Kalki Koechlin

Kalki Koechlin Elephant In The Womb

I had a really difficult pregnancy; something very close to what is diagnosed as hyperemesis gravidarum. A case of morning sickness that prolongs all day and so severe that you need medical intervention from being completely dehydrated. I got to know about this much later when I delved into a mountain of books on pregnancy because I just couldn’t get a hang of this new episode in my life. You’ll be surprised to know how little information is out there about why this happens to women. I was curious, anxious and hormonal, all at the same time.

I suffered a lot but was always told that this is the job of a mother—to endure whatever comes their way. This isn’t true though. We live in a complexed society. A society that is fraught with inequality and oppression. I can never understand why for generations, it has been assumed that women will accept the burden. Do we exist solely to fulfil the function of being objects of desire and procreators? Battling patriarchy can be exhausting.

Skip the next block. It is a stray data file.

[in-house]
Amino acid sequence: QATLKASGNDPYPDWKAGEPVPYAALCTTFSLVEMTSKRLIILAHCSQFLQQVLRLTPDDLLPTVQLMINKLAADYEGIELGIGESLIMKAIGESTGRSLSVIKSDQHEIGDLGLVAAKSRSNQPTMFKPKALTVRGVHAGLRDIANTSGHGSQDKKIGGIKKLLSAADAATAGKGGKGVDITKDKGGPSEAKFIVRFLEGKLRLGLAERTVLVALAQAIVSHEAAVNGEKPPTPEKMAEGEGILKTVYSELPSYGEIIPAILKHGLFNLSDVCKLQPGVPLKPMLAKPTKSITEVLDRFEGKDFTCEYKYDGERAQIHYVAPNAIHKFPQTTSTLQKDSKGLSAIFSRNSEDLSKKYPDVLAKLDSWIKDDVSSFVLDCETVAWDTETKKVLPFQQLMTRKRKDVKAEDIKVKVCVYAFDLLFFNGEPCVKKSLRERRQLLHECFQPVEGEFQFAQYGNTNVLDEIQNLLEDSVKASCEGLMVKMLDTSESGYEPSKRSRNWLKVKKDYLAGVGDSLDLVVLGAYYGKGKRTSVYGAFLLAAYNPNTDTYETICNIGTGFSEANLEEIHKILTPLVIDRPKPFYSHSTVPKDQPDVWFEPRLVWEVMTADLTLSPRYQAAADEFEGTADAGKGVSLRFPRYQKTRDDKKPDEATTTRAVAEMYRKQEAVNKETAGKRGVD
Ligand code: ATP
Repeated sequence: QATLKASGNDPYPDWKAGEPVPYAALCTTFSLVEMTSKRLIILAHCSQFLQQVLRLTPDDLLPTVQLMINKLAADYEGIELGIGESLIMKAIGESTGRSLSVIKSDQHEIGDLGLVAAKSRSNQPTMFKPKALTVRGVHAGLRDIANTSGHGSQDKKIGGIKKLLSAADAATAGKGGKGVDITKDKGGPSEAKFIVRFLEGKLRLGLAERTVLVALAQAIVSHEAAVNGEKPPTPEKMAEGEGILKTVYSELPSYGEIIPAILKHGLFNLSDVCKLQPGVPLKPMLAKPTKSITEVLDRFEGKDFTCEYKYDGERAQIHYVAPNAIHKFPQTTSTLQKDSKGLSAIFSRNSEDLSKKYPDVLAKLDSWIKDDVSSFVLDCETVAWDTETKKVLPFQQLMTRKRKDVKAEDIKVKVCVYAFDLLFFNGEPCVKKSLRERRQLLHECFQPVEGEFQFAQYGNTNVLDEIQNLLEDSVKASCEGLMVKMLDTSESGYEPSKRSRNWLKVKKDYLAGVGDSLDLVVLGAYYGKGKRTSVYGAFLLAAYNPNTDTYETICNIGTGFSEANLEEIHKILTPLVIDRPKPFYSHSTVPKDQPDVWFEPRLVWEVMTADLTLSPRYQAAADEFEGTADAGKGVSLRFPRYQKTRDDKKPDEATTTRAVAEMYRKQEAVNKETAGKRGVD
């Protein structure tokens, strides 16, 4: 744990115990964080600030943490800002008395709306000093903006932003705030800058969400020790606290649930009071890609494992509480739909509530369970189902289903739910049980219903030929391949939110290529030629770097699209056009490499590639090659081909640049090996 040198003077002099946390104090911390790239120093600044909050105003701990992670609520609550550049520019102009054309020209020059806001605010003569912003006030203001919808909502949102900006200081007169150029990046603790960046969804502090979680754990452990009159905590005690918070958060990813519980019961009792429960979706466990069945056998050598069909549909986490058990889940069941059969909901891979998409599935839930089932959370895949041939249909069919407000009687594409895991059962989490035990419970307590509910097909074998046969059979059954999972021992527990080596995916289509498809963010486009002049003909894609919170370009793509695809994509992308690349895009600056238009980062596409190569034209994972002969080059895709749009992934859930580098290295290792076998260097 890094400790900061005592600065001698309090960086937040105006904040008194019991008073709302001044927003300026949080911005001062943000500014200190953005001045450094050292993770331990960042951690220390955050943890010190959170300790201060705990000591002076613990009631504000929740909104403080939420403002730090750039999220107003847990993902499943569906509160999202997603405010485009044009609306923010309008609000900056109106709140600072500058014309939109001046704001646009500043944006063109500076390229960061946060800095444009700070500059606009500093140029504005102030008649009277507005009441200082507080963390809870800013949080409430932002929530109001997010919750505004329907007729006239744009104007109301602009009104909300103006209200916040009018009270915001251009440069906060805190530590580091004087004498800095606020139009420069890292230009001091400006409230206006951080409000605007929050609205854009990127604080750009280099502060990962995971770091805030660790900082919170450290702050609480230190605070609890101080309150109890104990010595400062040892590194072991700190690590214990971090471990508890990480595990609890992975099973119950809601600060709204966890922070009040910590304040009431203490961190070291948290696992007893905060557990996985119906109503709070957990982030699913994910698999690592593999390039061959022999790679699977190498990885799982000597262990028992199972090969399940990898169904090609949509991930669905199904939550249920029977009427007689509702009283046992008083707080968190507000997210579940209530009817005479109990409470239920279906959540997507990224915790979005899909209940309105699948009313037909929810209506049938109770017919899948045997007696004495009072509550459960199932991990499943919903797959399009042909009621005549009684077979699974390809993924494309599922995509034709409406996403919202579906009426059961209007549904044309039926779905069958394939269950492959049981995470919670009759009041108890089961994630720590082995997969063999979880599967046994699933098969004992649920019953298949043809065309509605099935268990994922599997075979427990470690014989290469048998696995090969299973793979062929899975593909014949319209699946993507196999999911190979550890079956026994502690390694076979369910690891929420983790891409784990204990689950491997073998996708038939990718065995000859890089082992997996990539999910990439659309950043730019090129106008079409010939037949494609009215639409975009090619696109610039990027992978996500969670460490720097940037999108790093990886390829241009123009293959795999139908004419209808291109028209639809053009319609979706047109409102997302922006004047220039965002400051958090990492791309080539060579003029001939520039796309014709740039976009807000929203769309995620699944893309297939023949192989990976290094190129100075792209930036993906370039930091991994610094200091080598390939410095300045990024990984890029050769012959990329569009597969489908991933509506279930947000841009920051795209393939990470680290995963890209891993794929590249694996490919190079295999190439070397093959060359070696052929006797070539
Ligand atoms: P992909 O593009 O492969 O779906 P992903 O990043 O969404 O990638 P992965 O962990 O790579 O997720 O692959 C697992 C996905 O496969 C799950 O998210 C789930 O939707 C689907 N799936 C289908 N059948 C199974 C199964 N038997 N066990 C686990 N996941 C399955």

Asking similar questions dauntingly is Kalki Koechlin’s book Elephant in the Womb. The book was written amidst a pandemic while taking care of not only a new-born but also her twelve-year-old brother who was unable to go back home. She continued to be on overdrive while the world paused. This is Kalki’s debut attempt at writing a book after donning several other hats in the past that of an actor—on stage and in the movies, a playwright and a director.

Kalki has time and again used her fame and fortune to make great strides for women’s rights. Likewise her book acknowledges the reality of the lack of knowledge on women’s health. It could also give you care or comfort or just validation as you’ll be relived to find out you’re not alone in whatever in whatever horror you might be dealing with—as a first time mum. Perched on a couch across me in a lavish suite at Andaz Hotel in Delhi, Kalki spoke to me about motherhood, representation and finding her way through the pandemic.

With Elephant in the Womb, you explore a new realm that is, writing a book about a new realm of your life, having a baby. What was the experiencelike?
It was like therapy, during the lockdown. It kept me really busy; not that having a baby doesn’t keep you busy. That is harder than any job that I’ve ever done but at the same time I think if one is a creative person, lockdown sort of made it difficult to continue doing that. So it was very therapeutic to have project like this.

You’ve spoken about some very trying situations in the phase of your life that changed so much for you. We learn about your abortions, about the fights & tortures in the first trimester. Difficult delivery, how you took time to accept the changes in your life & body and so on. How challenging was it to excavate those memories and pour them down on paper?